• "item" -- the thing that we're comparing to. It can be one of these:

    • "kingdom" -- we'll compare the URI of the player's kingdom ("value" will be the URI of a kingdom).
    • "net_worth" -- we'll compare the value of the player's net worth. This is deprecated, use "score" instead.
    • "score" -- we'll compare one of the player's score fields. In this case, we'll add a "score_type" field, to specify the score name (e.g. "military_strength" / "net_worth").
    • "num_citizens" -- we'll compare the player's current number of citizens.
    • "days_elapsed" -- we'll compare the number of days that passed since game start.
    • "reached_citizen_cap" -- we'll check if the player has already reached their citizen cap ("value" will be either true or false).
    • "biome" -- we'll compare the URI of the current biome ("value" will be the URI of a biome).
    • "game_mode" -- we'll compare the URI of the current game mode ("value" will be "stonehearth:game_mode:peaceful", "stonehearth:game_mode:normal" or "stonehearth:game_mode:hard", assuming a vanilla game).
    • "hostility" -- whether the player is hostile to the "npc_player_id" from this node's context. The "npc_player_id" is a field used in certain types of encounters (e.g. create_camp), and will become part of the context that is shared among nodes on the same branch.
    • "time_of_day" -- we'll compare the current time of day ("value" will be a number greater or equal to 0 and lower than 24).
    • "exists_in_world" -- we'll check if an item is placed in the world and owned by the player. For this type, we'll need to add a "uri" field to specify the URI of the item, and "value" will be true or false.
    • "campaign_completed" -- we'll check whether the player has finished a given campaign. We'll need to add a "campaign_name" field with the name of the campaign as defined in the gm_index.json file ("value" will be true or false).
    • "script" -- runs the start() function of the specified Lua script (we'll add an extra "script" field pointing to it) and compares its return value to the specified "value" field.
    • "number_active" -- we'll check how many instances of the given node are currently active, (i.e. how many times "start_node" has been triggered minus how many times "end_node" has triggered, if we don't specify a "start_node" it will default to the value of "in_edge").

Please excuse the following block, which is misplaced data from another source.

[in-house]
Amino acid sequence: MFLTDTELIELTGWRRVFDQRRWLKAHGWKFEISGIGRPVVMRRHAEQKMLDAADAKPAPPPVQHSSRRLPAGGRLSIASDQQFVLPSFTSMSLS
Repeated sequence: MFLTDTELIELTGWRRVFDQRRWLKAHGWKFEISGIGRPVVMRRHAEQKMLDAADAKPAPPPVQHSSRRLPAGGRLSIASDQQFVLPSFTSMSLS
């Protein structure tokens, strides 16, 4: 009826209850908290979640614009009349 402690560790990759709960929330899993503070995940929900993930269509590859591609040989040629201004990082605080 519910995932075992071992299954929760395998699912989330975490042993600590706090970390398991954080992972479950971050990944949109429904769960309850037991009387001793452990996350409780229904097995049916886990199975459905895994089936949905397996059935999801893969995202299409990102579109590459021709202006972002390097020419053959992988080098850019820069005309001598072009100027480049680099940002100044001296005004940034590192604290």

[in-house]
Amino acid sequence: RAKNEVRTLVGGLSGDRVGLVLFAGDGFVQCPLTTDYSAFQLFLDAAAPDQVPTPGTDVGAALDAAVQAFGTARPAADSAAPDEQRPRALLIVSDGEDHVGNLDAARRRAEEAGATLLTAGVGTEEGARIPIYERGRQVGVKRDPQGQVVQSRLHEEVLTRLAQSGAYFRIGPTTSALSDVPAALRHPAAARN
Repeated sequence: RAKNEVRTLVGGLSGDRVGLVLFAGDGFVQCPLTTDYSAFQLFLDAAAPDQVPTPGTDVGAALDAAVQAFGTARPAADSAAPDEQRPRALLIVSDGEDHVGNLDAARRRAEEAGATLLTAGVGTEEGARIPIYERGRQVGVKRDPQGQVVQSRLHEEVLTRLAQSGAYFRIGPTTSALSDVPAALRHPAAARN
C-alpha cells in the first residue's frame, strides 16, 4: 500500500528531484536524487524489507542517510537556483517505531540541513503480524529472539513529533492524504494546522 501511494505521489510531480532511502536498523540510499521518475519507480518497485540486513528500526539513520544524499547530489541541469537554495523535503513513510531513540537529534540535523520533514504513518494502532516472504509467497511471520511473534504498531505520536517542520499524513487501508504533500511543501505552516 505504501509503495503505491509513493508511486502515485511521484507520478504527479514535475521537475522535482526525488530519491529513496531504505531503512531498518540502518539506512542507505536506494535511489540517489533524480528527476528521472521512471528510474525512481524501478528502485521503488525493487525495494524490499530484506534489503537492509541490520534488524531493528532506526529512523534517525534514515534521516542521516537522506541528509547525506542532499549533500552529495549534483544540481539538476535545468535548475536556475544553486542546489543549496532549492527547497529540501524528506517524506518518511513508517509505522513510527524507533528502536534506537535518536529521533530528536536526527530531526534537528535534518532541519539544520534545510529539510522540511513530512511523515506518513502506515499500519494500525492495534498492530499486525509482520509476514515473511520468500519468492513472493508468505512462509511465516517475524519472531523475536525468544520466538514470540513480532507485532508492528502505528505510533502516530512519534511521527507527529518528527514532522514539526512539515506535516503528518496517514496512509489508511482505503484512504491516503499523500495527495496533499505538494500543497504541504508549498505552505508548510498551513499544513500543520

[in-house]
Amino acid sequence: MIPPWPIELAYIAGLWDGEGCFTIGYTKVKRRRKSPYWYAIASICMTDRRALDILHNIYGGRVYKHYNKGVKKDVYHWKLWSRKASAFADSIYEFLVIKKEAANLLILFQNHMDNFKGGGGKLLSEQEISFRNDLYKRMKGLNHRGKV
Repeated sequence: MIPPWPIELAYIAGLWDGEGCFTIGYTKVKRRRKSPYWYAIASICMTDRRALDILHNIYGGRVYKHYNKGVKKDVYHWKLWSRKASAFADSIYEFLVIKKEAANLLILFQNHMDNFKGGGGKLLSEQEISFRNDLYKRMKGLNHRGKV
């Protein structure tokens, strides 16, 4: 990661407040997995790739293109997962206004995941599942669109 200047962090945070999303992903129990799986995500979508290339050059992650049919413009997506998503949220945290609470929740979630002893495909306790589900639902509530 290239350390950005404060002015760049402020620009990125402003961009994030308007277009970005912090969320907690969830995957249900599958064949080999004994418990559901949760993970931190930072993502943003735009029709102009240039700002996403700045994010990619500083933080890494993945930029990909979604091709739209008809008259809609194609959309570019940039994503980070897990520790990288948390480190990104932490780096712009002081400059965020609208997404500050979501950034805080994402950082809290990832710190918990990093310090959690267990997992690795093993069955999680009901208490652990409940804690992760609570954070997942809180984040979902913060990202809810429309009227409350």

• "number_spawned" -- check how many times a given node has been triggered (we'll add a "node_name" field with the ID of the node as defined in the arc's JSON file).
    • "city_tier" -- we'll compare the city tier of the player's town (for a vanilla game, "value" would normally be 1, 2 or 3).
    • "highest_job_level" -- check the hearthlings that have a specific job (we'll add a "job_alias" field to point to the job URI) and return the highest level that they have, to compare with "value".
    • "config" -- we'll compare the value of an arbitrary config variable. These can be specified in stonehearth.json, user_settings.json or on the command line. We'll add a "key" field with the name of the config variable.
    • "counter" -- compare the value of an arbitrary counter variable. Counter variables are campaign-wide and set using the set_counters encounter. We'll add a "key" here for the name of the counter variable.
    • "weather" -- we'll compare the URI of the current weather ("value" will be the URI of a weather).
    • "and" -- returns true if ALL subtests pass. We'll add a "tests" : {} field containing checks.
    • "or" -- same than "and", but returns true if ANY subtest passes.
    • "none" -- this is used for testing purposes, the check will always pass.
  • "value" -- we'll compare the value returned by "item" with the value here using the condition from "type". If the value is meant to be a number, we can also specify a range (e.g. for the "deny_if_between" checks), like this:

    "value" : { "min" : 0, "max" : 10 }
    

The custom name that we use for the check can be used in game mode tuning overrides. If you create a custom encounter type, you can have a custom can_start function in it too.